You might claim Working Tax Credit for the first time while you're on leave. To qualify, you need to count as being in work. So you'll need to have been working the minimum hours for your circumstances, immediately before going on leave. For example, if your baby's been born or placed with you, or you've already got children, you'll normally need to have been working:

  • at least 16 hours a week - if you're a single parent
  • at least 24 hours a week between you - if you're a couple (with one of you working at least 16 hours a week)

If this doesn't apply to you, you may still be able to claim Working Tax Credit if both of the following apply:

  • you have a partner
  • your partner is working the minimum number of hours for your circumstances

Follow the link below to find out the minimum hours you need to work for Working Tax Credit.

What counts as work for Working Tax Credit?

Keeping the Tax Credit Office up to date

If you don't go back to work immediately after your first 39 weeks of maternity or adoption leave, let the Tax Credit Office know. You can do this by calling the Tax Credit Helpline. Get in touch within one month. If you don't, you may be paid too much money which you'll have to pay back, and you may be asked to pay a penalty.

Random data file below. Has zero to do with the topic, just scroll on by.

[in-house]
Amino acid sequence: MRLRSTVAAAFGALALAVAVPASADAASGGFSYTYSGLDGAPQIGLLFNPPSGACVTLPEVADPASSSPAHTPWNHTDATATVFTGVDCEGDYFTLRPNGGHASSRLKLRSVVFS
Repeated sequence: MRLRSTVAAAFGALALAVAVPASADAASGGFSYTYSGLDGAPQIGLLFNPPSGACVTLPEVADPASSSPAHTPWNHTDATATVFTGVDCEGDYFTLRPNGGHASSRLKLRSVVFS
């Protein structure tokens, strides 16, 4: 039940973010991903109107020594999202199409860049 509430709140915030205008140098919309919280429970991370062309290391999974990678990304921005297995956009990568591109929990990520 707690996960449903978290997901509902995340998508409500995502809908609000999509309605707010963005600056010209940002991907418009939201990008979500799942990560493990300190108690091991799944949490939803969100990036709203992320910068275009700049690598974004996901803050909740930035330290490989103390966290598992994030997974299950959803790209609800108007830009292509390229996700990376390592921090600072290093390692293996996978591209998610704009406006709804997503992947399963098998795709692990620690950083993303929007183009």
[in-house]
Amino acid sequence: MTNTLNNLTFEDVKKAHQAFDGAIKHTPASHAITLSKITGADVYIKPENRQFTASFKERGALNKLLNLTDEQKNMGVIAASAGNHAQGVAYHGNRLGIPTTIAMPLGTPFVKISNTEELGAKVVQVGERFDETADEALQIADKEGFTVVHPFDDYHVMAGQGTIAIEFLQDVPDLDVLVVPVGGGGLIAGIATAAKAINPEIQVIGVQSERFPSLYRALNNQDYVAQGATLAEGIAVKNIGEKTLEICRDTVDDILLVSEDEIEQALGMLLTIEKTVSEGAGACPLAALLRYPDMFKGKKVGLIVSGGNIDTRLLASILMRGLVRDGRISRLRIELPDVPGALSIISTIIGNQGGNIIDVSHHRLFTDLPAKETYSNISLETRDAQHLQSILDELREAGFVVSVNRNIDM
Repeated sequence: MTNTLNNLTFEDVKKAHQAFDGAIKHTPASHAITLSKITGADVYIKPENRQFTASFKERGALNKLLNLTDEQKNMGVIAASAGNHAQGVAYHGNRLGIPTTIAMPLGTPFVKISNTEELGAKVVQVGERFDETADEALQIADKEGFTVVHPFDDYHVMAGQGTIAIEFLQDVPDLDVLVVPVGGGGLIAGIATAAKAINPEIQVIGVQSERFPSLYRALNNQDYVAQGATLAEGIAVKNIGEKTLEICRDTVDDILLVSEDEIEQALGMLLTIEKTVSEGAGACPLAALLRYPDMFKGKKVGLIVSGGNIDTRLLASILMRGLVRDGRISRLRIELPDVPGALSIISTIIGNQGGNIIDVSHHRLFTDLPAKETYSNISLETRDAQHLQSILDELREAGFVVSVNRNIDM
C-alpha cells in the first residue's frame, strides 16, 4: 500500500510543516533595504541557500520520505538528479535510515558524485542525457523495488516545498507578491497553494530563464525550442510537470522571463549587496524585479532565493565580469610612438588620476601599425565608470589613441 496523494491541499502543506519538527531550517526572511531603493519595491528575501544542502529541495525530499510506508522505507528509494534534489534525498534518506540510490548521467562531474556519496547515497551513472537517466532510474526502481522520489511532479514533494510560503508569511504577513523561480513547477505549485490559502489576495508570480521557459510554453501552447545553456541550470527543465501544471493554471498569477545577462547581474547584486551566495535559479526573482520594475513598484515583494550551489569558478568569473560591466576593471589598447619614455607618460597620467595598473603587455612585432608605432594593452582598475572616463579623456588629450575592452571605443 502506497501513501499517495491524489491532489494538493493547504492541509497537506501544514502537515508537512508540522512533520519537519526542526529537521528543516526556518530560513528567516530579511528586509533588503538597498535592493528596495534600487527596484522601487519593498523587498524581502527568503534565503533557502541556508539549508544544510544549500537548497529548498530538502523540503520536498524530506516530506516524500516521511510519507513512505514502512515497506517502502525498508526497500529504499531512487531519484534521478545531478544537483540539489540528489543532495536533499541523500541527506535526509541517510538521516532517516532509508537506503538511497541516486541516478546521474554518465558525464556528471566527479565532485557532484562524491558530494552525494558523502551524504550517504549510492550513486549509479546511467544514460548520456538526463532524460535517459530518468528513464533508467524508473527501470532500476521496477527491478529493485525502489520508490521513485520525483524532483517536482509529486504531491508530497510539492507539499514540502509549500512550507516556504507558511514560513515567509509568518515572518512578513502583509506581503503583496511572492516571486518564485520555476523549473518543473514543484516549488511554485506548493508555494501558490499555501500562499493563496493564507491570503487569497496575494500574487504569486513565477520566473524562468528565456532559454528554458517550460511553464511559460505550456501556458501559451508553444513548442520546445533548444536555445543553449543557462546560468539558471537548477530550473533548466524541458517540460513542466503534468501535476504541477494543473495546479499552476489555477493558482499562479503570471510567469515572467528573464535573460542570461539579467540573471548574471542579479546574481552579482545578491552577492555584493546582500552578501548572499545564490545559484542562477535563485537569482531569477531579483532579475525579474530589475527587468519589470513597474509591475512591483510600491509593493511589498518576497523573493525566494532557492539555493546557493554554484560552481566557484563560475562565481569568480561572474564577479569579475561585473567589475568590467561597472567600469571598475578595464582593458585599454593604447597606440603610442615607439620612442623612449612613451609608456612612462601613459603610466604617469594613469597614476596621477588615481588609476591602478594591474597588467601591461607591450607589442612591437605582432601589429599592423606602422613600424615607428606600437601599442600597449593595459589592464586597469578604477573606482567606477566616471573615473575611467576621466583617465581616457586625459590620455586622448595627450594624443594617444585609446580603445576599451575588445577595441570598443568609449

Contact details for the Tax Credit Helpline

Find out more about maternity pay and leave on GOV.UK (Opens new window)

Find out more about adoption pay and leave on GOV.UK (Opens new window)

Top

Paternity leave - when you can claim tax credits

You count as being in work for your two weeks of ordinary paternity leave.

Additional paternity leave

You might take additional paternity leave if your partner chooses to go back to work. You count as being in work during your additional paternity leave - but only for the additional leave you take in the period that:

  • starts from the 20th week after your child was born or placed for adoption
  • ends when your partner's 39 weeks of maternity or adoption leave would have ended - if they had chosen to take the full 39 weeks

If you're already getting Working Tax Credit

As long as you count as being in work, you can carry on getting Working Tax Credit when your leave starts. You count as being in work if you were working the minimum hours for your circumstances immediately beforehand. For example, normally 30 hours or more a week if you've no children already, and your baby's not been born or placed with you yet.

If this doesn't apply to you, you may still be able to carry on getting Working Tax Credit if both of the following apply:

  • you have a partner